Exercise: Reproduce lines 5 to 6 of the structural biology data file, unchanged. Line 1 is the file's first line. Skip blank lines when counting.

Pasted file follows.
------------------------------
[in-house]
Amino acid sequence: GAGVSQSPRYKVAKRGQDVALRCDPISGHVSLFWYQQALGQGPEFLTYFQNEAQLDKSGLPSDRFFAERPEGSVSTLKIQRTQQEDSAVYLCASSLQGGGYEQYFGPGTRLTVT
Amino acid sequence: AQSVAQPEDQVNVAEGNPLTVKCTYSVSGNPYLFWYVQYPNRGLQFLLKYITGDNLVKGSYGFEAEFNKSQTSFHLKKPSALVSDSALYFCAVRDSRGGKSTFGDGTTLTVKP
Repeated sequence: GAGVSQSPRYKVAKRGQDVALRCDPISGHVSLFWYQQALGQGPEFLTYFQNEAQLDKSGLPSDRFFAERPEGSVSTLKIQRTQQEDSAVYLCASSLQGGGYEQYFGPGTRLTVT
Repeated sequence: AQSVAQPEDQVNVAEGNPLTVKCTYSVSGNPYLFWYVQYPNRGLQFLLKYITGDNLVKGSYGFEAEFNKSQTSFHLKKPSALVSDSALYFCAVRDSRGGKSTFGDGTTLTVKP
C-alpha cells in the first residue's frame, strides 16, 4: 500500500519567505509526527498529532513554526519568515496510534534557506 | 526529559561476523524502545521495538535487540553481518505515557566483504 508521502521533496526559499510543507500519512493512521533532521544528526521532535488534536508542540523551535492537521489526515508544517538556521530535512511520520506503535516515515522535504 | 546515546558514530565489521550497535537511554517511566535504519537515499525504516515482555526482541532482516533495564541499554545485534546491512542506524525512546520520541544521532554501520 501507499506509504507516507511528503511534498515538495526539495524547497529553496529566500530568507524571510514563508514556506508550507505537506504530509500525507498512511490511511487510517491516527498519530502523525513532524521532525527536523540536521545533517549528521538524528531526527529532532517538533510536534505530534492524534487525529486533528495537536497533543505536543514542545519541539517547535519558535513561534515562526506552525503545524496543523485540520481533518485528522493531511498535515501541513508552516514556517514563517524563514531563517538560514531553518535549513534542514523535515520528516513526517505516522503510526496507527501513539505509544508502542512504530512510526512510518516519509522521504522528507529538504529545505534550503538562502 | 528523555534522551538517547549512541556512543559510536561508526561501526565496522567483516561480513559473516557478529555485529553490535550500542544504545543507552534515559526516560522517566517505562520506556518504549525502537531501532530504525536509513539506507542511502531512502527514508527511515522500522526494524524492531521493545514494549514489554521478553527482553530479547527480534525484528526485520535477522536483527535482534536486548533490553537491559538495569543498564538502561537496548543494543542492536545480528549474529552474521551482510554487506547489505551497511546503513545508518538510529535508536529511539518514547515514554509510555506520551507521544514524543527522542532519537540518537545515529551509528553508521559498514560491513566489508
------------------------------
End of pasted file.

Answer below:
Repeated sequence: AQSVAQPEDQVNVAEGNPLTVKCTYSVSGNPYLFWYVQYPNRGLQFLLKYITGDNLVKGSYGFEAEFNKSQTSFHLKKPSALVSDSALYFCAVRDSRGGKSTFGDGTTLTVKP
C-alpha cells in the first residue's frame, strides 16, 4: 500500500519567505509526527498529532513554526519568515496510534534557506 | 526529559561476523524502545521495538535487540553481518505515557566483504 508521502521533496526559499510543507500519512493512521533532521544528526521532535488534536508542540523551535492537521489526515508544517538556521530535512511520520506503535516515515522535504 | 546515546558514530565489521550497535537511554517511566535504519537515499525504516515482555526482541532482516533495564541499554545485534546491512542506524525512546520520541544521532554501520 501507499506509504507516507511528503511534498515538495526539495524547497529553496529566500530568507524571510514563508514556506508550507505537506504530509500525507498512511490511511487510517491516527498519530502523525513532524521532525527536523540536521545533517549528521538524528531526527529532532517538533510536534505530534492524534487525529486533528495537536497533543505536543514542545519541539517547535519558535513561534515562526506552525503545524496543523485540520481533518485528522493531511498535515501541513508552516514556517514563517524563514531563517538560514531553518535549513534542514523535515520528516513526517505516522503510526496507527501513539505509544508502542512504530512510526512510518516519509522521504522528507529538504529545505534550503538562502 | 528523555534522551538517547549512541556512543559510536561508526561501526565496522567483516561480513559473516557478529555485529553490535550500542544504545543507552534515559526516560522517566517505562520506556518504549525502537531501532530504525536509513539506507542511502531512502527514508527511515522500522526494524524492531521493545514494549514489554521478553527482553530479547527480534525484528526485520535477522536483527535482534536486548533490553537491559538495569543498564538502561537496548543494543542492536545480528549474529552474521551482510554487506547489505551497511546503513545508518538510529535508536529511539518514547515514554509510555506520551507521544514524543527522542532519537540518537545515529551509528553508521559498514560491513566489508